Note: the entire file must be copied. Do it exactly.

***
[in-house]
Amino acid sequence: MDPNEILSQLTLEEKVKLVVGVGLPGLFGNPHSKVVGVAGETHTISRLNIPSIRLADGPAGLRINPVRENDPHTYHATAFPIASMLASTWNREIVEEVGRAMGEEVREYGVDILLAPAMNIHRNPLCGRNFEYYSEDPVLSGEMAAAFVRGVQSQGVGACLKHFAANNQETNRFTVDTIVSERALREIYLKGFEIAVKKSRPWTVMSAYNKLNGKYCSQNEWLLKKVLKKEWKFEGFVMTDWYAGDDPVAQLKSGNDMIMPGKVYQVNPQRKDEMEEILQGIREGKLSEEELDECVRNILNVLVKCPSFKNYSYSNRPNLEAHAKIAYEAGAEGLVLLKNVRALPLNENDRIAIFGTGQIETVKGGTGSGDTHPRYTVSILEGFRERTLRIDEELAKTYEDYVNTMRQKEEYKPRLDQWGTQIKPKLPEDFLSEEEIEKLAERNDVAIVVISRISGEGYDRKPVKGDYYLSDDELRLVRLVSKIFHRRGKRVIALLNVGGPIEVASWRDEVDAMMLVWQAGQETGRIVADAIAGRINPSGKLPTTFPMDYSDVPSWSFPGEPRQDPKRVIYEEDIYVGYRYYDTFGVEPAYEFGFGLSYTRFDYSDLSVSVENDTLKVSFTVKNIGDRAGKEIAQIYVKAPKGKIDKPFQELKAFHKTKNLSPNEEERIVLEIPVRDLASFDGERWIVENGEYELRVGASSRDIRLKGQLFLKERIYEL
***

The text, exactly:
[in-house]
Amino acid sequence: MDPNEILSQLTLEEKVKLVVGVGLPGLFGNPHSKVVGVAGETHTISRLNIPSIRLADGPAGLRINPVRENDPHTYHATAFPIASMLASTWNREIVEEVGRAMGEEVREYGVDILLAPAMNIHRNPLCGRNFEYYSEDPVLSGEMAAAFVRGVQSQGVGACLKHFAANNQETNRFTVDTIVSERALREIYLKGFEIAVKKSRPWTVMSAYNKLNGKYCSQNEWLLKKVLKKEWKFEGFVMTDWYAGDDPVAQLKSGNDMIMPGKVYQVNPQRKDEMEEILQGIREGKLSEEELDECVRNILNVLVKCPSFKNYSYSNRPNLEAHAKIAYEAGAEGLVLLKNVRALPLNENDRIAIFGTGQIETVKGGTGSGDTHPRYTVSILEGFRERTLRIDEELAKTYEDYVNTMRQKEEYKPRLDQWGTQIKPKLPEDFLSEEEIEKLAERNDVAIVVISRISGEGYDRKPVKGDYYLSDDELRLVRLVSKIFHRRGKRVIALLNVGGPIEVASWRDEVDAMMLVWQAGQETGRIVADAIAGRINPSGKLPTTFPMDYSDVPSWSFPGEPRQDPKRVIYEEDIYVGYRYYDTFGVEPAYEFGFGLSYTRFDYSDLSVSVENDTLKVSFTVKNIGDRAGKEIAQIYVKAPKGKIDKPFQELKAFHKTKNLSPNEEERIVLEIPVRDLASFDGERWIVENGEYELRVGASSRDIRLKGQLFLKERIYEL